Australian shares end higher after a volatile session

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Australian shares end higher after a volatile session

Stock market volatility was apparent in Australia today
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Highlights

  • The Australian benchmark index closed the trading session with a small gain today.
  • The gains in the benchmark index were primarily driven by resource-reliant stocks.
  • The shares of the US payment giant Block traded flat in its ASX debut.

The Australian benchmark index was on a volatile ride today, initially trading in the red territory while finally closing the day higher. Investors’ concerns over interest rate hikes seem to be taking no breather as the Australian benchmark index fell initially following Wall Street lower.

Do Not Miss: ASX 200 shows weakness at open; Zip Co, Woodside post record numbers

The initial pullback in the share market was primarily driven by telecom, consumer, bank, and technology stocks. Tech shares moved in sync with the overnight Nasdaq correction, fuelled by worries that a potential rise in interest rates could hurt their growth prospects.

Technology shares traded in the red territory today

While the broader share market was initially out of form, resource-reliant shares continued to shine throughout the day and pushed the benchmark index to a small gain. These shares rallied on the back of strong commodity prices. The strength in commodity prices was reflected in oil stocks, gold stocks and iron ore miners.

Oil prices recently hit their highest level since 2014 amid robust demand and short-term supply disruptions, while iron ore prices rose as China pledged support to spur the economy. In addition, gold was seen to be harnessing the benefit of inflation and geopolitical tensions, stimulating investors’ interest in safe-haven metals.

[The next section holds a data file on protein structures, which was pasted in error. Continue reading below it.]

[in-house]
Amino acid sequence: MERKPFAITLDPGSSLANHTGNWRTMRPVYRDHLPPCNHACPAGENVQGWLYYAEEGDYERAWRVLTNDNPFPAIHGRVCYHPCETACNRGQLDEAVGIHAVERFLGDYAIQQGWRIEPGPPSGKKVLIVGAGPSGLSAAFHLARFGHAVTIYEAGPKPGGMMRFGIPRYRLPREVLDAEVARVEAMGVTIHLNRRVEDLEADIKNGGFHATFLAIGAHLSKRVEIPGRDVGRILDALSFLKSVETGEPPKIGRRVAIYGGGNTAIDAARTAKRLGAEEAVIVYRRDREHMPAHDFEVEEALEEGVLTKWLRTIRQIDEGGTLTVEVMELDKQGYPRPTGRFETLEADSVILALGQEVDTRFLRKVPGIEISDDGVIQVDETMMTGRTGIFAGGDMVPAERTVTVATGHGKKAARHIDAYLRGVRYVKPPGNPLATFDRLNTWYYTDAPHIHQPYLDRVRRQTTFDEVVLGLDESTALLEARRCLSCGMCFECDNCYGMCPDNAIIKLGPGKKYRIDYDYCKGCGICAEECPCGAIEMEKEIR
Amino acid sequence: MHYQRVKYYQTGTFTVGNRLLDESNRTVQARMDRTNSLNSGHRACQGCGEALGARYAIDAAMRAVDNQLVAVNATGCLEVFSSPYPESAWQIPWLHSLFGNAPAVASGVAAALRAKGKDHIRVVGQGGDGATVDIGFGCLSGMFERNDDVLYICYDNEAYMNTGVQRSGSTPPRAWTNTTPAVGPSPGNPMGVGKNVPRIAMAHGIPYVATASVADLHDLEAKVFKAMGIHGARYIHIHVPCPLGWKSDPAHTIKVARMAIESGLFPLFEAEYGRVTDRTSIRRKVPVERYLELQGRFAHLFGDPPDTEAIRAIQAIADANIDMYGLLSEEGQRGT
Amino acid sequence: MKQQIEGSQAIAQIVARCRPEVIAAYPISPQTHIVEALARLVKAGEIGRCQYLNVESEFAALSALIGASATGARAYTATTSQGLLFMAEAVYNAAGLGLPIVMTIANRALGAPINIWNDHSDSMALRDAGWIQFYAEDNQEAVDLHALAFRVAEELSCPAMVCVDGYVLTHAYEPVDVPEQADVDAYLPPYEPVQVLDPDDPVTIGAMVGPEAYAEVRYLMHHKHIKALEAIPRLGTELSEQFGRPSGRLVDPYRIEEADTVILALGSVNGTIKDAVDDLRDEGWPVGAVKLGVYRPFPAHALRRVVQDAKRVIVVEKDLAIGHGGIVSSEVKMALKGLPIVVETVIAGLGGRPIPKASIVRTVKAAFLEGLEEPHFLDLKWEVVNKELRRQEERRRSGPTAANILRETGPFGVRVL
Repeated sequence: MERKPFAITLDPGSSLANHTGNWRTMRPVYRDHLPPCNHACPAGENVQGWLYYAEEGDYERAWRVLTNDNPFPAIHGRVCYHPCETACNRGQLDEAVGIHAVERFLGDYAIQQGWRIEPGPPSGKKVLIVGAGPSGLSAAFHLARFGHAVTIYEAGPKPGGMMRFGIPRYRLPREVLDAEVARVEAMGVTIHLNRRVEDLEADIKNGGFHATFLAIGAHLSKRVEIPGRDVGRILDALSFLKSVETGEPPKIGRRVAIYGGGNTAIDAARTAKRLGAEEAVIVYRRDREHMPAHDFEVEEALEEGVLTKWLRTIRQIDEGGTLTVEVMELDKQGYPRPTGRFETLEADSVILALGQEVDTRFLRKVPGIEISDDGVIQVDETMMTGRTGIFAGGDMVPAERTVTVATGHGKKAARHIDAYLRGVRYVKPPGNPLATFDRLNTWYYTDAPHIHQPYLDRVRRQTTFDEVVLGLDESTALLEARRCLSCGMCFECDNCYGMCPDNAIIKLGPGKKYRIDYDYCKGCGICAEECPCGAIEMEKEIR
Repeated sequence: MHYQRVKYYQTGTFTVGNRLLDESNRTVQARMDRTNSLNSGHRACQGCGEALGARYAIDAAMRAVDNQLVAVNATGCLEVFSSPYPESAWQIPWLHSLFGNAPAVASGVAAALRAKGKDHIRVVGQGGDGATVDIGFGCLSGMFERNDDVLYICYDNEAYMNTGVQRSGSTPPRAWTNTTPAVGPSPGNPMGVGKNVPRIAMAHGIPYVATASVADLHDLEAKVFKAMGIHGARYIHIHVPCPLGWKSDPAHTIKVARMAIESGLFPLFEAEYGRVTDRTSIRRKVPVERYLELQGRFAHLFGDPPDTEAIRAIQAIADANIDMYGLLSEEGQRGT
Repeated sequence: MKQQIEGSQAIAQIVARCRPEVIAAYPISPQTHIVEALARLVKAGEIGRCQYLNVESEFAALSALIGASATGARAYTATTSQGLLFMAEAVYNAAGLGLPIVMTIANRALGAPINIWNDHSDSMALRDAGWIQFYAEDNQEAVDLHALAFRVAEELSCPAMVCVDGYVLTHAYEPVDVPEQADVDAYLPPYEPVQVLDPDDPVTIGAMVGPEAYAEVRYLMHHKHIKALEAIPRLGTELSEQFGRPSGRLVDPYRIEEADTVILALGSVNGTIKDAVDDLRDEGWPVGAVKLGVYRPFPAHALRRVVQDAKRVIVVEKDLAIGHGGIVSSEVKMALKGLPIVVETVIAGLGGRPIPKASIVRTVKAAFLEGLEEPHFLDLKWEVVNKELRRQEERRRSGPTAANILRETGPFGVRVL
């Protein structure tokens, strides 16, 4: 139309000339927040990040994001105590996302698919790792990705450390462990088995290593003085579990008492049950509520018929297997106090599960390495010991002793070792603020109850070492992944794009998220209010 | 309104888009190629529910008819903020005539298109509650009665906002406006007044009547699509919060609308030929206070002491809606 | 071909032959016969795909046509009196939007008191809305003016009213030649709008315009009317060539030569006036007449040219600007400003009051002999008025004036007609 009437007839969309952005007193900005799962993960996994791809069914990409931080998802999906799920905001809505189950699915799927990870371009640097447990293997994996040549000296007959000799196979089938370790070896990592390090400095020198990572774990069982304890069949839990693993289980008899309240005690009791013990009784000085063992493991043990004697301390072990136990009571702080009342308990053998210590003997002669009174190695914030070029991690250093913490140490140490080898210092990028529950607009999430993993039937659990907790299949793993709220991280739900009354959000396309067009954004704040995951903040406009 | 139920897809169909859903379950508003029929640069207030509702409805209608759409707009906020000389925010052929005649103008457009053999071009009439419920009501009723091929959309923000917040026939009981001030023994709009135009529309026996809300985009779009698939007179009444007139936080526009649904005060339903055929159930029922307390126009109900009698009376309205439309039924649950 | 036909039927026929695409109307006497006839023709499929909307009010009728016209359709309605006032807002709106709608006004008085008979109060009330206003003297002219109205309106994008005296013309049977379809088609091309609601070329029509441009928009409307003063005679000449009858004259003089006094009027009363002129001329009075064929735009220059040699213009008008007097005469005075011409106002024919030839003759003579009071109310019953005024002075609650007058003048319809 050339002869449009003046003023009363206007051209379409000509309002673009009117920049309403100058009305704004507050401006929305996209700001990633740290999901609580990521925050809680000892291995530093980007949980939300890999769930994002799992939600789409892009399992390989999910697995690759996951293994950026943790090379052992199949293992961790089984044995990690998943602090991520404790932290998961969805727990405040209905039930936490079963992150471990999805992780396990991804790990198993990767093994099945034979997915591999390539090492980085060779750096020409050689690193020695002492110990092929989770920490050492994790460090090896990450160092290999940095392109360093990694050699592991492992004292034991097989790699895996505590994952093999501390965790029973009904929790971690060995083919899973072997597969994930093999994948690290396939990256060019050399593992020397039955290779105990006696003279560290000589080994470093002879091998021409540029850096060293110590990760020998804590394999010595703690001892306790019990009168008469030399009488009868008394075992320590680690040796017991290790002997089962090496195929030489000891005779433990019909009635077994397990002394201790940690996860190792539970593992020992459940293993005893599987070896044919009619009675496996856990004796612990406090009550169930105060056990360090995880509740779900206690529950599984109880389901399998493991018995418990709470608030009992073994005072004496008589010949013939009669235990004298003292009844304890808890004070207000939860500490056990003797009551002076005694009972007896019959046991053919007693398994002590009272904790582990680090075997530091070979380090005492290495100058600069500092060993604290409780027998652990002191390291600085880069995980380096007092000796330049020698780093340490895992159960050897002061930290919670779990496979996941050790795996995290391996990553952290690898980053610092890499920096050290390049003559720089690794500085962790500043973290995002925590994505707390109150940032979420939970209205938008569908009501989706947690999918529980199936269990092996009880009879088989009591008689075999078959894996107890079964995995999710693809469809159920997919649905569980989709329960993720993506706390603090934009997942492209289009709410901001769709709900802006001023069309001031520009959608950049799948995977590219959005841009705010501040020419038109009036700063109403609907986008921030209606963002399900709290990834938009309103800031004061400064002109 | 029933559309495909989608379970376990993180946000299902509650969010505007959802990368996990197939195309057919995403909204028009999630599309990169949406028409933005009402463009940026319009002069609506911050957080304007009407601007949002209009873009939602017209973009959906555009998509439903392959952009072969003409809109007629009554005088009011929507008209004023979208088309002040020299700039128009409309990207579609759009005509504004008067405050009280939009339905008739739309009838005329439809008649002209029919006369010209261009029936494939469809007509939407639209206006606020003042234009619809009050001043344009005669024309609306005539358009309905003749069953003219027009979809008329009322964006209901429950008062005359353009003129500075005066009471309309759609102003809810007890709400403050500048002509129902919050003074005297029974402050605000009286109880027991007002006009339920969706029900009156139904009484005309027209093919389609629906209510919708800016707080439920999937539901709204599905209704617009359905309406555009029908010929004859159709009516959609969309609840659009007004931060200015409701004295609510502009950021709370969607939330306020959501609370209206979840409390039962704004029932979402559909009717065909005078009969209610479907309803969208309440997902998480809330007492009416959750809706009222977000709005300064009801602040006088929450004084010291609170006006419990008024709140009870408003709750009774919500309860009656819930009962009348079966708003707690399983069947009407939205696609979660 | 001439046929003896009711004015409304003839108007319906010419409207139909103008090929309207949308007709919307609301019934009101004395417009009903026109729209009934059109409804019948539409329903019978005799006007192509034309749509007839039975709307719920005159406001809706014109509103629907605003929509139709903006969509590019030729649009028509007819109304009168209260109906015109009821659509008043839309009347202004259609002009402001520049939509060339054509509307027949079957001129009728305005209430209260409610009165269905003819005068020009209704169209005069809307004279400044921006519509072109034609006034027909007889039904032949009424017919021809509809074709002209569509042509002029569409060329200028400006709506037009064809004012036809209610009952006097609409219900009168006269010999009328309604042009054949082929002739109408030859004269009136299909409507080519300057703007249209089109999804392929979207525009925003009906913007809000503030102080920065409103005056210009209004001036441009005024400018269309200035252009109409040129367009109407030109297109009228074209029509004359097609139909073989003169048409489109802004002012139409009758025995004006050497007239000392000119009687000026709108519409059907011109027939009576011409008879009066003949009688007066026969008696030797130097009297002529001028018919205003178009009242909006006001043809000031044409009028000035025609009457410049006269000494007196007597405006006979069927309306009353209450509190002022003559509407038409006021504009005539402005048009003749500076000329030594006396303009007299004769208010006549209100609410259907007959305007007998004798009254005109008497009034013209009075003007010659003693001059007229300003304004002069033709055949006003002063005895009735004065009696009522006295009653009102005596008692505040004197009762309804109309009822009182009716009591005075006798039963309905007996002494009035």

Also Read: Crude oil settles near 7-year highs after Turkey’s pipeline outage

Meanwhile, the recently released December jobs report was seen to be somehow lifting market sentiments in the share market today. In line with market expectations, Australia observed a strong employment recovery and a fall in the unemployment rate last month.

A promising jobs report is likely to allow the central bank to retain a dovish stance at its upcoming February monetary policy meeting. Meanwhile, a continued increase in jobs could encourage a sooner-than-expected surge in wage pressures in the months ahead.

Related Read: Good news for Aussies, jobless rate dips to 13-year low

AU economy showing signs of strength

Following its takeover of the biggest BNPL player Afterpay, the US payments giant Block has now arrived on the ASX. With its ASX debut, Block has become one of the most significant listed cryptocurrency players and a prominent domestic entity in the BNPL space. However, it is yet to be seen if Block will be able to enhance the potential of Afterpay and retain the same legacy as the BNPL juggernaut.

On its ASX debut, Block shares were seen to be bearing the brunt of a broader market shift away from growth stocks and towards value stocks. A broader selloff in tech shares has been apparent over recent days amid looming risks of earlier-than-expected interest rate hikes and rising inflation. Meanwhile, it seems investors are yet to respond as per the fundamentals of Block’s business.

Buy not pay later space garners attention again

The largest pureplay BNPL player in the Australian share market, Zip was also caught up in broader market rotation today despite record quarterly numbers. The exit of its biggest competitor also failed to revive investors’ confidence in the BNPL provider. The BNPL sector seems to be facing the threat of greater regulatory scrutiny and rising interest rates.

While BNPL companies have enjoyed their glory days in the market before the pandemic-induced slump, the path ahead is unlikely to be a cakewalk amid growing competition. The gaining popularity of BNPL products amongst millennials or young customers could prompt an entry of new players into the lucrative space. However, only those companies are expected to thrive that procure a loyal customer base and constantly re-invent themselves under the changing regulatory environment.

Must Read: Is Australia approaching Lewis turning point? How to tackle it?

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